While 93.1 percent of all retail sales in Latin America are still made in-store, savvy retailers are increasingly exploring opportunities to merge the in-store experience with the convenience of shopping online. Panelists speaking at the ULI Latin America Annual Conference in September also said that retail is ripe for investment, as the growing middle class is gaining access to credit and earning higher wages in many cities.
Ignaz Gorischek, an award-winning designer at CallisonRTKL in Dallas, outlined some pivotal data points and success strategies for fusing the experience and e-commerce for a multigenerational audience in a keynote presentation.
Latin America, in particular, is ripe for innovation in retail development. An underdeveloped retail landscape has primed a path for developers eager to enter this emerging market. Gorischek stresses that offering a community-focused center that appeals to tourists while ensuring the utmost safety is a sure strategy for drawing more audiences to a retail development.
“Stores aren’t focused [exclusively] on purchases anymore, they’re focused on experience,” Gorischek said, highlighting a new trend among real estate developers that ensures that the public is constantly finding excuses to interact within a mixed-use development complex. “The value equation is shifting now—luxury used to equal comfort and status, but this new model equals time and personalization,” he said.
Surmising that audiences today are searching for collaborative spaces that “stimulate all five senses,” Gorischek points to a number of successful retail developments across the United States. The Color Factory in San Francisco and the Museum of Ice Cream, a pop-up traveling exhibit, both demonstrate that consumers are willing to pay a hefty ticket price for an Instagram-worthy experience, complete with captivating, colorful installations and bountiful opportunities to purchase trendy goods.
“We want to provide a unique experience through innovation, creation, and personalization,” Gorischek said. “Allowing visitors to take control of what’s happening will increase in importance.”
That is especially true of the millennial generation, who value social capital, independence, and collaboration above all. “We’ll need to create retail developments that allow multiple generations to coexist in one space,” said Gorischek. “Families will come together to eat, then part to shop, and reunite again over an experience.”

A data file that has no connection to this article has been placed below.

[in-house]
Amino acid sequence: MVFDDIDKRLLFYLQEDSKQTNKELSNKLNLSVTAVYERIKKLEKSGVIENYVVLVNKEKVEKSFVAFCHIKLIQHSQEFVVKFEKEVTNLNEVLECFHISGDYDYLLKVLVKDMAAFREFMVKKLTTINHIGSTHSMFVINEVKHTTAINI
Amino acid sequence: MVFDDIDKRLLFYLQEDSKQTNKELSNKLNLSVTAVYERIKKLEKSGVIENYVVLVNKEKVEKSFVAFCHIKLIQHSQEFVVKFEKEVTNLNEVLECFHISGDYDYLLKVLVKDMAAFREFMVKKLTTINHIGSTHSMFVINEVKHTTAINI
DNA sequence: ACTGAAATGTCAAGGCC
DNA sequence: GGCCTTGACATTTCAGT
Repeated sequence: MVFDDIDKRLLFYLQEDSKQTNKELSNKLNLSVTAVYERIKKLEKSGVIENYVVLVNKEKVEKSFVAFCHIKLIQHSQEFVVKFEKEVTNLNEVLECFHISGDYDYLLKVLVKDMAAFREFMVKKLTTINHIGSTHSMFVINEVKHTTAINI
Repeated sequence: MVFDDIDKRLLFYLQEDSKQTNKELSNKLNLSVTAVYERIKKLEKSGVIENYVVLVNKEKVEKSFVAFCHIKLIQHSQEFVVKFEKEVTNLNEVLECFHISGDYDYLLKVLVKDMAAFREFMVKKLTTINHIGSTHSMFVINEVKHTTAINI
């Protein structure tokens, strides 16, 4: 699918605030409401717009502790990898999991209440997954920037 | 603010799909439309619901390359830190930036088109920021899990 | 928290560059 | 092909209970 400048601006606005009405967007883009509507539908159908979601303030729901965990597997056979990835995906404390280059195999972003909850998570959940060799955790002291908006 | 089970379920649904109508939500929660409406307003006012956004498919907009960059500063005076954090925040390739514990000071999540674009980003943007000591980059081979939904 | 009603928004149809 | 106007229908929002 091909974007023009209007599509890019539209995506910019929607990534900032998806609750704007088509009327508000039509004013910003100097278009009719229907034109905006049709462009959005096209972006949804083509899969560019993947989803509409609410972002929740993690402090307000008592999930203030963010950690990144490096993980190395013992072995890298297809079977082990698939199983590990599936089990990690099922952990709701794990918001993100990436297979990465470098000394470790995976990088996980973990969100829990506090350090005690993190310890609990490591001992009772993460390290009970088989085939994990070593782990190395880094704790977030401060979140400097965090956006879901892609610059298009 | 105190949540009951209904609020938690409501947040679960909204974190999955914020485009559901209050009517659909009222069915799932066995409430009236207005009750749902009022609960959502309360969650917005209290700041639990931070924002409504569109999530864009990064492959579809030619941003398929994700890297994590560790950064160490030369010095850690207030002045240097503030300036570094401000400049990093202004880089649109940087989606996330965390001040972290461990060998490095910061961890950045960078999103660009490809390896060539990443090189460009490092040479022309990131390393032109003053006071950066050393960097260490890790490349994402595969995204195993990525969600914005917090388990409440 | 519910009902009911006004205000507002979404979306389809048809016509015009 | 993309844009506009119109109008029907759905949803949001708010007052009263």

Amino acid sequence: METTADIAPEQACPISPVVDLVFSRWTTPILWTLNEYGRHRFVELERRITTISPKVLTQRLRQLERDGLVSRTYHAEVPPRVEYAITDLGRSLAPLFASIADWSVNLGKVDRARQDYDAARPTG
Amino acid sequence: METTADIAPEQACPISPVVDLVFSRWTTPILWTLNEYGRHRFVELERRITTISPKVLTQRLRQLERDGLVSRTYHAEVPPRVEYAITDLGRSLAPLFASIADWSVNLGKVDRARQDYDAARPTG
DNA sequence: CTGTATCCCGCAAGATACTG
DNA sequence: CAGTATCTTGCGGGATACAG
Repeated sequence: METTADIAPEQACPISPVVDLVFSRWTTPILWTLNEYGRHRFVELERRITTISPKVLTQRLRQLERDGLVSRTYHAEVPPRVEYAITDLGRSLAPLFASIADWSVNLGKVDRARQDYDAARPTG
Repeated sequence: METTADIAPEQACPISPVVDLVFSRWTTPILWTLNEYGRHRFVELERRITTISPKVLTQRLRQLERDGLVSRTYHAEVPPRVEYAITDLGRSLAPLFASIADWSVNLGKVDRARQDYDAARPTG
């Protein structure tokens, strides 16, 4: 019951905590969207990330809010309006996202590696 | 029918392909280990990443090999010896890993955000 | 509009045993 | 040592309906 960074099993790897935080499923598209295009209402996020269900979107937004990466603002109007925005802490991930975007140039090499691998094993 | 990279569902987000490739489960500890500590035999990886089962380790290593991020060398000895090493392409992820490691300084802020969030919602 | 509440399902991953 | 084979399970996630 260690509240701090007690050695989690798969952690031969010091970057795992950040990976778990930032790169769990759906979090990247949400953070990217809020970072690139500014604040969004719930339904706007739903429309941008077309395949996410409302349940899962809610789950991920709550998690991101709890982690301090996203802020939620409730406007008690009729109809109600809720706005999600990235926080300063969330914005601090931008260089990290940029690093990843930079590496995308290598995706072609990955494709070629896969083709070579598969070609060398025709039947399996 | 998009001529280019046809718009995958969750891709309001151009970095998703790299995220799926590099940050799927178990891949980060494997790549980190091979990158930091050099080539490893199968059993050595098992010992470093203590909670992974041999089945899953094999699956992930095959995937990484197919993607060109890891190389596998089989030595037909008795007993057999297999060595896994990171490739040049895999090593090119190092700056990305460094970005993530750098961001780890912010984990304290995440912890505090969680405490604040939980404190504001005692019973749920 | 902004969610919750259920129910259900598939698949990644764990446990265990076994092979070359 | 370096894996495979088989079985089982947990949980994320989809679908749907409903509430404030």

Brands like Nordstrom, Nike, and Neiman Marcus are capitalizing on this insight. Nike has rolled out a series of interactive stores that allow you to upload and share your sneaker selections with your social media followers on massive, eye-catching screens, creating a live, collaborative experience as you make your way to the checkout counter. At Nordstrom, guests can browse the store’s shoe offerings on iPads and drop their collections into their “digital shoebox.” They can then share these options on social media, asking friends to vote, before making their final selection and retrieving their purchases on the spot. And at Neiman Marcus, Memory Mirrors allow you to explore beauty products with augmented reality, allowing guests to experiment with different shades and different complexions before arriving to their ultimate purchase.
In making predictions, Gorischek noted that lines will continue to be blurred, and that designers will need to focus on designing for temporary uses over more permanent ones while exploring new ways to pair stakeholders. For example, big-box stores—which in the United States today represent a major challenge for real estate owners and investors—can once again be deemed valuable by applying an innovative design approach. At Bespoke in San Francisco, a former big-box store went from being a liability to an asset by implementing a WeWork-style design, in which multiple entrepreneurs are offering their product, service, or ideas in an open-style display setting. “Like-minded people are coming to experience the space—it’s low-cost for entrepreneurs, and it also creates foot traffic,” Gorischek said.
Gorischek advises Latin American developers to consider that life is becomingly increasingly hybridized, where home, work, and play are intertwined. Designers and architects should be prepared to create spaces that are adaptable and multipurpose, so that today’s shoe store can become tomorrow’s café or learning center. Changing consumer attitudes and a generational shift toward experience over convenience are key indicators that inspiring design will remain an important marker for retail success.
Finally, Gorischek stressed that the future of retail development lies in identifying these shifts in consumer attitudes and applying those findings on an impactful scale. “The shift has a lot of parts and pieces, and I don’t think we can be successful by doing one or two,” he said. “If a chef forgets an ingredient, it changes the flavor of the dish. The same thing happens when you’re designing an experience. It’s all part of one equation.”